OSAKA – In the Kansai region, known mostly for the cities of Kyoto, Osaka, Nara and Kobe, Wakayama Prefecture rarely tops the destination list of most tourists.
It’s little known overseas and it’s name doesn’t have the cachet that universally conjures up an iconic Japanese food like, say, Kobe beef.
Wakayama wants to change that.
Late last month, Wakayama Gov. Yoshinobu Nisaka lobbied Tokyo to help fund or support 58 different proposals to raise the prefecture’s profile — if not to the level of its Kansai neighbors, then at least to the point where it’s better known abroad than it is today.
Among the ideas were promoting exports of fruit like Wakayama peaches, persimmons and especially plums.
Wakayama plum wine that’s been aged three to five years is rapidly becoming a highly sought summer drink among local gourmands.
The prefecture hopes to sell to Vietnam and China in particular, and the governor called on the central government to work with both nations to raise exports of its fruit.
Exports of Wakayama fruit and fruit-based products were worth around ¥430 million in 2015.
By 2026, the prefecture is hoping to raise that figure 16-fold to around ¥7 billion, viewing Asian markets as particularly ripe for sales.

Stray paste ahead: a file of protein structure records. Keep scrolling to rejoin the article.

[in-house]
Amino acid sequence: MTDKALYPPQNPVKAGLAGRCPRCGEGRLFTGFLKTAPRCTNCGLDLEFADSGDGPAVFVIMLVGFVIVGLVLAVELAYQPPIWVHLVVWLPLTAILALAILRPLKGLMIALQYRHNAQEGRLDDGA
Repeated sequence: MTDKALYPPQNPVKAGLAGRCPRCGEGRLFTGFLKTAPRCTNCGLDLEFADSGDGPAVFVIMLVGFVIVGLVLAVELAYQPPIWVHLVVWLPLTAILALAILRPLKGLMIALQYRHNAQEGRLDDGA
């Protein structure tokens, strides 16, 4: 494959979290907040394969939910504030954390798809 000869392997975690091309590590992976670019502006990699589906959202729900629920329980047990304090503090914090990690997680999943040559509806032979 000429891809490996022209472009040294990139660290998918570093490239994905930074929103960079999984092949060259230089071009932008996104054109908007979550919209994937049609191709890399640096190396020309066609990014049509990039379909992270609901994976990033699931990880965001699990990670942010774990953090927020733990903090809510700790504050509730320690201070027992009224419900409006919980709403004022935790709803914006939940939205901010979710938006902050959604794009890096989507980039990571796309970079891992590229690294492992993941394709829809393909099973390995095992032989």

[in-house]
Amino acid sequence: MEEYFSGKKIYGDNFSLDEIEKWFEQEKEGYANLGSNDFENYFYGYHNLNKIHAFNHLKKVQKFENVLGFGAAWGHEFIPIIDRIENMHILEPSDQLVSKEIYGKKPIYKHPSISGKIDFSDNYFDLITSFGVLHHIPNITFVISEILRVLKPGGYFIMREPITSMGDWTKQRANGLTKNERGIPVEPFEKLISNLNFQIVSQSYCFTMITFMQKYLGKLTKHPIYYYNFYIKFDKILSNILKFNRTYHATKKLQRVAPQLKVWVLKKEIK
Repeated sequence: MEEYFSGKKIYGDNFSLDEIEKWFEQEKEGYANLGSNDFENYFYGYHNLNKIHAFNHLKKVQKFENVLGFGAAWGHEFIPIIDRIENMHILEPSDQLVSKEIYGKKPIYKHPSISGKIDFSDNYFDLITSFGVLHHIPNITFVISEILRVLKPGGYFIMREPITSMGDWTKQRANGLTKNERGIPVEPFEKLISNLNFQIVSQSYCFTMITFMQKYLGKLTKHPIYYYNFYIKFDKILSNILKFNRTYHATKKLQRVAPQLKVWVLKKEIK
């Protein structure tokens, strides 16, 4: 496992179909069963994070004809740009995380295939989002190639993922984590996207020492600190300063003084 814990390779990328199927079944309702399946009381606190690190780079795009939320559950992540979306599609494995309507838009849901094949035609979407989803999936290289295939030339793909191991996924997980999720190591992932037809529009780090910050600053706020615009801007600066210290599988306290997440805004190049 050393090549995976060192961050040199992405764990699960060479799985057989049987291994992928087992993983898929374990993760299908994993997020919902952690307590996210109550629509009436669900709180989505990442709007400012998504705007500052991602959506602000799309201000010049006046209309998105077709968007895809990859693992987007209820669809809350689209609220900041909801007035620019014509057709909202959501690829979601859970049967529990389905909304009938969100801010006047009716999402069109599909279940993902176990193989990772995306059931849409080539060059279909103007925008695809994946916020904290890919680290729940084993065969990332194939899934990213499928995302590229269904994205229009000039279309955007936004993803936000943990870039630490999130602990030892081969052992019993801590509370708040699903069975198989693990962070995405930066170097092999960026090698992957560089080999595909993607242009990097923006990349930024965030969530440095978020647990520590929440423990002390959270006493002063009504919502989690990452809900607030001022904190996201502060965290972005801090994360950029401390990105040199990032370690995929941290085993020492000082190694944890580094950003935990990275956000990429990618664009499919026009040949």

In addition, Wakayama is interested in hosting an integrated resort with casinos. The Diet is slated to pass a legislation by the end of the year establishing guidelines for operating casinos.
Potential locations for the first site include the Marina City theme park sitting on an artificial island in the bay south of the city of Wakayama. It takes less than an hour to reach the city on the fastest trains from Kansai airport.
But Wakayama faces stiff competition from neighboring Osaka, and there are questions about whether a Wakayama gambling resort could draw enough foreign visitors to turn a profit.
Only a few initial projects for casino gambling are expected to be approved.
In the end, if it fails to get a casino, Wakayama may find that its fruit may turn out to be the better bet in raising its profile overseas.
In a time of both misinformation and too much information, quality journalism is more crucial than ever.
By subscribing, you can help us get the story right.